Students from Brooklyn and Queens visited the Capitol today to lobby for the New York DREAM Act, legislation that would make undocumented immigrants who arrive in the United States before they turn 18, are below age 35 and have lived in New York for at least two years eligible for state- and city-funded financial-aid programs, including the Tuition Assistance Program. To be eligible, they must have a high-school diploma or GED and cannot have any felony convictions.
They are also supporting a bill that would set up the NYS DREAM Fund, which would set up a commission to provide private scholarships to children of immigrants who want to attend college, regardless of their immigration status. It is sponsored by Assemblyman Francisco Moya, D-Queens.
The DREAM Act is sponsored by Sen. Bill Perkins and Assemblyman Guillermo Linares, both Manhattan Democrats, who held a public hearing on it in December. A website on the legislation says a second bill will be introduced later. It would provide identification cards for undocumented students in the educational system.
The state Board of Regents is supporting a state DREAM Act that would ensure access to financial aid. Regents and state Education Commissioner John King have said that there are roughly 345,000 New York public-school students who are children of undocumented parents.
The efforts in New York are in response to a federal DREAM Act that so far has not been successful in Congress. President Barack Obama last month asked Congress to adopt the legislation, which would provide educational opportunities and a path to permanent legal status or citizenship for young undocumented immigrants raised in this country.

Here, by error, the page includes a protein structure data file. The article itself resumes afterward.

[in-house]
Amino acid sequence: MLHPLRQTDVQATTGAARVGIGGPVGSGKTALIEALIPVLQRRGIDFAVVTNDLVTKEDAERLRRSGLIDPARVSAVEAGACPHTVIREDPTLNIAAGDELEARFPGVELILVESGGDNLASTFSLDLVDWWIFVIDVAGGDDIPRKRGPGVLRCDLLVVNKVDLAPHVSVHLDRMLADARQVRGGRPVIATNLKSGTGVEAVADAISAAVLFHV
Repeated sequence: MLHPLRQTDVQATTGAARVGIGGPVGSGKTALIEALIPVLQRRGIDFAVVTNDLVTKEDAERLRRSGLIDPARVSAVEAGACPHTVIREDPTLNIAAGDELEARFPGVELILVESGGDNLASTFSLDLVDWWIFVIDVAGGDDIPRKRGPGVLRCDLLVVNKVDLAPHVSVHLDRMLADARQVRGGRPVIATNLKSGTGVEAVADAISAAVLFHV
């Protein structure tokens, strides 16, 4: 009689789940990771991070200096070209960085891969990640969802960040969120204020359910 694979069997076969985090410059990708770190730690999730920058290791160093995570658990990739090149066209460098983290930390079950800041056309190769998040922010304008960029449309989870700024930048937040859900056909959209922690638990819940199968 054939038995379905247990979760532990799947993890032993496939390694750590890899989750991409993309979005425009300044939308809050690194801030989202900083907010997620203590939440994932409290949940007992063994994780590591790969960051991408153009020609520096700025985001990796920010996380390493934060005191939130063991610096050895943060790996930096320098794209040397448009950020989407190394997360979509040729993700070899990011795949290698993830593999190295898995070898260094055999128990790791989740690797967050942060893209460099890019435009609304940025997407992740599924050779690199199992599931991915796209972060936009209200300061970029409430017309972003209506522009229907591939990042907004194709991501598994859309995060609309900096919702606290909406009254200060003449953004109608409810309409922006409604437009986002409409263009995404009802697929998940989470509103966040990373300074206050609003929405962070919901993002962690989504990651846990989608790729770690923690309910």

“When things have been dark for me, my faith and dreams have kept me going. Today I’m standing in front of the state legislature so that my DREAMs to go to college may come a reality,” William Mejia, youth leader of Make the Road New York, said in a statement.
Katherine Tabares, Colombian immigrant and current Student Body President of the International High School at La Guardia, said in a statement that it’s important politicians and decision-makers listen to students voices. “It is very important that politicians and decision makers listen to our voice. We are not just undocumented students, we are an integral part of our community that is looking for a better future for New York,” she said.
Linares said he can’t imagine a better investment than letting undocumented youth access to higher education. “The New York State Dream Act will open the doors to thousand of undocumented students to a brighter future creating equal educational opportunities for all New Yorkers,” he said in a statement.
Many undocumented immigrant children have grown up in the United States and it is the only country they know, said Sen. Jose Peralta, D-Queens. “In their hearts and minds they are American and did not become aware they were in the United States unlawfully until it came time to apply for college,” he said.